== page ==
Why do you want that?
Sometimes a customer will ask for a certain part to be replaced or a certain repair procedure to be done. The service writer might then ask why they think they need that exact part or service. They sometimes bristle at this question, as if their intelligence is being doubted. That’s not it. There are very good reasons to ask these questions. Bear with me for a few examples.
n A gentleman called in for an estimate on all new shocks for his Ford. We gave him an estimate, he made an appointment, and we installed them for him. The next day he returned with an angry scowl on his face. Our shocks were no better than the old ones, according to him. He still had that thump in the rear when he crossed the speed-bump in his park. Note that we did not tell him he needed shocks; he told us, yet we took the heat of his anger. It turns out that the service writer did in fact ask him why he needed shocks, and he replied that it was because they were old. He didn’t mention the clunk in the rear, and the service writer didn’t press any further because the man was getting testy about the questions. Had we known why he thought he needed shocks, we could have shown him the worn sway bar bushing that was causing his thumping noise and fixed it for a fraction of the cost of new shocks.
n A man called for a price on a radiator for an old Porsche. When asked why he wanted a radiator, he said because it was leaking. We couldn’t find one available from any local supplier. It would have to be ordered, and was very expensive. He said to forget it, he would get his own from eBay. He got one and brought it in for installation. We installed it, and as we pressure tested the system for leaks, we discovered a pinhole leak in a radiator hose that sprayed water onto the radiator, making the radiator appear to have a leak. If it had been brought in for a leak in the first place, we could have pressure tested it to locate the leak, and possibly saved the price of the radiator job.
n A gentleman asked the price for a “minor tune-up.” I don’t know what that means. I know orchestras “tune up” before a concert, so I guess a “minor” tuning for them would mean that some of the instruments could stay out of tune. I’ll pass on that symphony. Anyway I kept asking questions about why he wanted it, and we went past: “Because it hasn’t been done in a long time,” danced around; “my wife thinks it’s making a strange noise.” touched on; “It hasn’t been getting as good a gas mileage as it used to get,” and finally got to the crux of the problem, “It’s been idling too high. The engine races and I have to keep the brakes on to keep from speeding. You need to adjust the carburetor.”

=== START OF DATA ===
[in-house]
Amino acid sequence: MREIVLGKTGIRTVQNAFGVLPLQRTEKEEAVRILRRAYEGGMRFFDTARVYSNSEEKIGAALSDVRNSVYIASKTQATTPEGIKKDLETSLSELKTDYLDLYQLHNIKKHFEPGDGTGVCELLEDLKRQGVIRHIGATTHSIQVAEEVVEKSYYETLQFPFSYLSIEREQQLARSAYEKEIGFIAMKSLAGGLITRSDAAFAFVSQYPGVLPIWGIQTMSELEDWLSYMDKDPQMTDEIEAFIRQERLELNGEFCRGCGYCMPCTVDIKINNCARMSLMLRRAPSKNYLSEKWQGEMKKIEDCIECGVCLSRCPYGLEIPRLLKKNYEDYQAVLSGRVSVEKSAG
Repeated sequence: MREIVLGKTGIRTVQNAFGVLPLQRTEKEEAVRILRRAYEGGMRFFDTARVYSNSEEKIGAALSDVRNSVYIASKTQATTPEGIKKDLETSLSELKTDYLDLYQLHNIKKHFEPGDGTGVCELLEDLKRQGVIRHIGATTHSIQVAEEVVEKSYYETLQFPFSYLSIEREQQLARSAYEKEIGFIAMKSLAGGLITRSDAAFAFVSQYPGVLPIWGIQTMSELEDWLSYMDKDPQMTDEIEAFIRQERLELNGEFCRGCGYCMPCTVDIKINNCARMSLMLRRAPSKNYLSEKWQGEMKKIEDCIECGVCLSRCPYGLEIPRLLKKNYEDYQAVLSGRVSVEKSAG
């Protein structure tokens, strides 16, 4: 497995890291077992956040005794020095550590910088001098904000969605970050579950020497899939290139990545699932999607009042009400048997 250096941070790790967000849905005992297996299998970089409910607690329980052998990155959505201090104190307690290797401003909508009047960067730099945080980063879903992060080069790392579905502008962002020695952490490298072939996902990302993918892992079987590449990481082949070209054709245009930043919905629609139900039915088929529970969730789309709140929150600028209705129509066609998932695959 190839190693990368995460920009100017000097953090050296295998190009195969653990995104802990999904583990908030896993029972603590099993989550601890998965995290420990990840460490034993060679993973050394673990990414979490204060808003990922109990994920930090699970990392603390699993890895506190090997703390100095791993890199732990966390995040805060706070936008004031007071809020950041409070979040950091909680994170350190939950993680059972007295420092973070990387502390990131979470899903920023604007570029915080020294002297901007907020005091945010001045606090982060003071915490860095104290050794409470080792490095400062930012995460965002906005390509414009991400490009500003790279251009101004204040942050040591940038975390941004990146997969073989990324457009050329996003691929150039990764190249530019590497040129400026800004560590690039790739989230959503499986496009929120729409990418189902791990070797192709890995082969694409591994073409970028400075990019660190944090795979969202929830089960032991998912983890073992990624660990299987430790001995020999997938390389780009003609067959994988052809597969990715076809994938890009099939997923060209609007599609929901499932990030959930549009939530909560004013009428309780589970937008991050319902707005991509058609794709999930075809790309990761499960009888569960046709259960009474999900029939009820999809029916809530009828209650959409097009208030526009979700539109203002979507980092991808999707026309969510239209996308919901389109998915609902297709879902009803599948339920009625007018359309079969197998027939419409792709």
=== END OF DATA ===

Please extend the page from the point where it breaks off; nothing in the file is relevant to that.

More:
Aha. First, there is no carburetor. Everything has been fuel injected since the 1980s. Second, the idle speed is not adjustable. It is under the control of the engine computer, which is under the control of various sensors around the car. A “minor tune-up” (whatever that is) probably wouldn’t address the computer problem causing the fast idle speed. I knew what we had to do, once I knew why he was here.
Getting blood out of a turnip might be easier, but there are reasons for us to ask why. Please don’t be offended. We’re just trying to do the right thing for you.
–Larry DeHays is the author of the book “The Car Care World”, a compilation of his most popular columns. It is available now through Amazon, Barnes and Noble, www.thecarcareworld.com, or at the DeHays Automotive office, 17617 Broadway Ave. Fort Myers Beach. He has been an ASE Certified Technician for 37 years and an arbitrator for the Florida Lemon Law for 16 years. For more information go to www.dehaysauto.com or facebook.com/DeHays-Automotive.